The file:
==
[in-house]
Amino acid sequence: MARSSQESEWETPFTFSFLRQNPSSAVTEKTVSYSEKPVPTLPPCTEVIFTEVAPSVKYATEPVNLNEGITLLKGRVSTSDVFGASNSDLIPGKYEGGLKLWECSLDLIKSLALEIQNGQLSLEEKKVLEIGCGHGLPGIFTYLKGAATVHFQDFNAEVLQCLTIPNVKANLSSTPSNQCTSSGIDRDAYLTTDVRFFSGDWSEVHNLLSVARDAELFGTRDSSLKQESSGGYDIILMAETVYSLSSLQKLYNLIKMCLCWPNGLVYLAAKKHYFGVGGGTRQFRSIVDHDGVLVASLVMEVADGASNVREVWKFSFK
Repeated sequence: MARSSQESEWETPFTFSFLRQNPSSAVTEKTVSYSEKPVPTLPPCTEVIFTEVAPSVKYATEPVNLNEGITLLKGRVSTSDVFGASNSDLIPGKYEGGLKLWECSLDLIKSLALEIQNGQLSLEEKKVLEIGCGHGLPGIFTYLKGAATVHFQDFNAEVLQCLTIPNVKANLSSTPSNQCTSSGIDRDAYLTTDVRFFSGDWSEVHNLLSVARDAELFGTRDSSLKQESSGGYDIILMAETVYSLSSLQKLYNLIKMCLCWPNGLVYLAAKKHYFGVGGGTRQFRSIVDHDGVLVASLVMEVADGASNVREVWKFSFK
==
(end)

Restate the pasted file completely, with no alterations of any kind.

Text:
[in-house]
Amino acid sequence: MARSSQESEWETPFTFSFLRQNPSSAVTEKTVSYSEKPVPTLPPCTEVIFTEVAPSVKYATEPVNLNEGITLLKGRVSTSDVFGASNSDLIPGKYEGGLKLWECSLDLIKSLALEIQNGQLSLEEKKVLEIGCGHGLPGIFTYLKGAATVHFQDFNAEVLQCLTIPNVKANLSSTPSNQCTSSGIDRDAYLTTDVRFFSGDWSEVHNLLSVARDAELFGTRDSSLKQESSGGYDIILMAETVYSLSSLQKLYNLIKMCLCWPNGLVYLAAKKHYFGVGGGTRQFRSIVDHDGVLVASLVMEVADGASNVREVWKFSFK
Repeated sequence: MARSSQESEWETPFTFSFLRQNPSSAVTEKTVSYSEKPVPTLPPCTEVIFTEVAPSVKYATEPVNLNEGITLLKGRVSTSDVFGASNSDLIPGKYEGGLKLWECSLDLIKSLALEIQNGQLSLEEKKVLEIGCGHGLPGIFTYLKGAATVHFQDFNAEVLQCLTIPNVKANLSSTPSNQCTSSGIDRDAYLTTDVRFFSGDWSEVHNLLSVARDAELFGTRDSSLKQESSGGYDIILMAETVYSLSSLQKLYNLIKMCLCWPNGLVYLAAKKHYFGVGGGTRQFRSIVDHDGVLVASLVMEVADGASNVREVWKFSFK